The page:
Remarkable real-life tales and narration makes a huge impact as Tunisia and Morocco both triumph, giving Arab and Maghreb/African filmmakers an incredible fillip this year at Cannes…
By Suman Bhuchar
KAOUTHER BEN HANIA, the Tunisian director of the film, ‘Four Daughters‘ has won three prizes at the Cannes Film Festival (Best Documentary*), the Cannes Citizenship prize and the Positive Cinema award.
It is a gripping and insightful docu-fiction about memory, trauma and loss.
This is the real life story of Olfa Hamrouni and her four daughters, before two were taken away and ‘devoured by wolves’, as we are told.
From the opening shot, the film challenges you with its experimental filmmaking style.
You are not sure if you will be watching a film about the process of portraying a fact into fiction or a fiction that is about the process of creating a truth. (It’s all very Brechtian but engrossing).
Ben Hania, who is off camera, speaks to the mother, Olfa and then introduces her to actor, Hend Sabri (a very famous star), telling her that she will play her in the scenes which get too harrowing for the mother.
The women then have a chat where Olfa tells her “you will have to feel everything”, while the artist replies: “As actors we keep our distances”.
We meet the two real life daughters who are Eya and Tayssir and then the director introduces them to the two actors – Nour Karoul (who enacts Rahma Chikhaoui) and Ichraq Matar (who enacts, Ghofrane Chikaoui) who are playing the two missing sisters.
When the two women walk dressed in hijab and resemble the missing sisters, they come and sit next to the mother and it’s a moving and tearful moment.
“This is what will be painful to reopen old wounds,” says the mother.
Obviously, as an audience if you don’t know the real story of Olfa, it doesn’t matter as things unravel gradually and we learn that the two missing sisters were radicalised by preachers in Tunisia and ended up joining Daesh (ISIS).
It’s all set in a house recreated in a studio space, when Olfa talks about her life, her violent upbringing and how she was given in an arranged marriage which she resisted and her husband is a brute while her own sister advised him to throw Olfa in the corner and assault her, as they want to see the bloodied sheet.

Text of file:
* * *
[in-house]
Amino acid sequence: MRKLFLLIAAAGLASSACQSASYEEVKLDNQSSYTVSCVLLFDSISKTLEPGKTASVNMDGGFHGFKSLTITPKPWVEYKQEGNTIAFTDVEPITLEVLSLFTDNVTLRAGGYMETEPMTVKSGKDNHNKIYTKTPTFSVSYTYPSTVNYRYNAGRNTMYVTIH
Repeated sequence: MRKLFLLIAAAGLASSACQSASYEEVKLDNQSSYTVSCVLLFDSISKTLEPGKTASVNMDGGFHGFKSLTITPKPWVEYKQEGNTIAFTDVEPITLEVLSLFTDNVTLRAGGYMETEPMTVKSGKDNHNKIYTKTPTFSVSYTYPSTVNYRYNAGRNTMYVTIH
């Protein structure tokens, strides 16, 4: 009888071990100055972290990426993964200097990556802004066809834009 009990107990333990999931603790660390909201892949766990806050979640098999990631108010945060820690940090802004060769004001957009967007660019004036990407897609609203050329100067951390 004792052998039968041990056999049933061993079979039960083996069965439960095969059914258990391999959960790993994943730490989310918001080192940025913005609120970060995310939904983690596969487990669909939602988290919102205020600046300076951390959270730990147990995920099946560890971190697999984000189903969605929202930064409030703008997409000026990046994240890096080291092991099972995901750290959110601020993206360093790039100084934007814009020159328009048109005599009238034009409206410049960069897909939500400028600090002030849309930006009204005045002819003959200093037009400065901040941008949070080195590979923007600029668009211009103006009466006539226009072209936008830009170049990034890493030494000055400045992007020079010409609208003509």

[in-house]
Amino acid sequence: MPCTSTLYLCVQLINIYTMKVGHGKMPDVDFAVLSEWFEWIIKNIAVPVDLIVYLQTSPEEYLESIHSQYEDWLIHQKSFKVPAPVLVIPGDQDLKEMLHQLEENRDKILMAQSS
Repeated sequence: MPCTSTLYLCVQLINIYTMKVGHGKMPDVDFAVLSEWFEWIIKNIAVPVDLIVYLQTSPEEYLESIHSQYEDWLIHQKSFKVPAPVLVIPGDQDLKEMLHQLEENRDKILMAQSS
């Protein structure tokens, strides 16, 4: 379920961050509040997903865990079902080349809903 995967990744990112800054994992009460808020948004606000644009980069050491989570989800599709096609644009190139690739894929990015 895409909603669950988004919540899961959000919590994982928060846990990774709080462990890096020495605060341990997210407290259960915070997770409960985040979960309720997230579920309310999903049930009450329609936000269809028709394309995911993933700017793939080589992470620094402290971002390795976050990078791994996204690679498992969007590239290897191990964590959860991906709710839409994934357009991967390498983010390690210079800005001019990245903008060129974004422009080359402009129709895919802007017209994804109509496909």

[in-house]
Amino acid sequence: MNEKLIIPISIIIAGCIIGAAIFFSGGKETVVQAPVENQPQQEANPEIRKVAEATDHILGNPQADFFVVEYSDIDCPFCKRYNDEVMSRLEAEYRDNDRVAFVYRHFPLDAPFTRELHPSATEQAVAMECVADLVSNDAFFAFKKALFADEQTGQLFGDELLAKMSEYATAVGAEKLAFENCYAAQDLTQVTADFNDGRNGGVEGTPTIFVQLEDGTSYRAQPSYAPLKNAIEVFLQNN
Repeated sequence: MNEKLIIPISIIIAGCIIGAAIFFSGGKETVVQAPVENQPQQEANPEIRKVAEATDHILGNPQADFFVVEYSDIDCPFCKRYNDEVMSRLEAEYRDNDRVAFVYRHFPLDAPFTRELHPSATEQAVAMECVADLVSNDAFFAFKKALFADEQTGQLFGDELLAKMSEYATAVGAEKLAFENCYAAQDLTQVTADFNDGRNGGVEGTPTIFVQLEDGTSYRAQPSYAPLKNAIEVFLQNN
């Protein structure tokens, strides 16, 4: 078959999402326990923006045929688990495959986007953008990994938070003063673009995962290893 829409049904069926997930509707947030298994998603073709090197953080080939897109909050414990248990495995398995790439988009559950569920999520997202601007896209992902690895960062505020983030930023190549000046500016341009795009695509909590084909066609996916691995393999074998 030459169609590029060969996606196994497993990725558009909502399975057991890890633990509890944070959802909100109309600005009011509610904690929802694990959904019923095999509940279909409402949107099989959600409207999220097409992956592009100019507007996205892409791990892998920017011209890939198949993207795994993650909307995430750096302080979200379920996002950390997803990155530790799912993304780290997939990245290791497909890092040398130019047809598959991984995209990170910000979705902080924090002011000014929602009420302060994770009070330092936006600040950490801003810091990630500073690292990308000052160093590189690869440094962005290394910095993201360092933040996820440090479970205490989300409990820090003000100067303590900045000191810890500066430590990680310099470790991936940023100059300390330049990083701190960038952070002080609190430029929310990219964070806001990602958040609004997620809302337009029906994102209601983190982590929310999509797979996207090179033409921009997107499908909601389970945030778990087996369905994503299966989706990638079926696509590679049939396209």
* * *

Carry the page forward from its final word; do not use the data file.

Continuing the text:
One male actor, Majd Mastoura plays all the men’s roles. This particular marriage didn’t work out and later, Olfa talks about how she fell in love with a guy and learnt about sex and desire.
‘Four Daughters’ is a very candid and engrossing portrayal of a fractured family recovering and processing trauma.
The cycle of violence continues when the daughters reveal how cruelly the mother beat them if she felt they stepped out of line.
The “wolfs” (of course) turn out to be the radical preachers who ended up convincing the two girls to become jihadi brides and both ended up marrying Islamic militants who were later killed.
Ultimately this whole process of being interviewed is redemptive and healing for Olfa and her daughters.
Spoiler alert (skip the next paragraph, and read from * to avoid)
In a cruel twist of fate, in the end, when the missing sisters are shown giving an interview to camera – it’s not clear if it’s archive – or to the filmmaker – both sisters reside in a Libyan camp and were sentenced to 16 years in prison in 2023 and we also find out that Ghofrane has an eight-year-old old daughter who has spent her whole life in prison.
*The other film which also received the Best Documentary Prize was ‘The Mother of All Lies’ from first-time Moroccan filmmaker Asmae El Moudir.
It involves the filmmaker looking at her own family – both her parents and grandmother and recreating the history of Casablanca and Morocco through their personal testimonies.
Both the films can now be automatically considered for the Oscars as the L’Oeil prize puts them into consideration, without a cinema release being assured. ‘The Mother of All Lies’ arrived at the festival without a distributor.
All pictures: © Courtesy of Festival De Cannes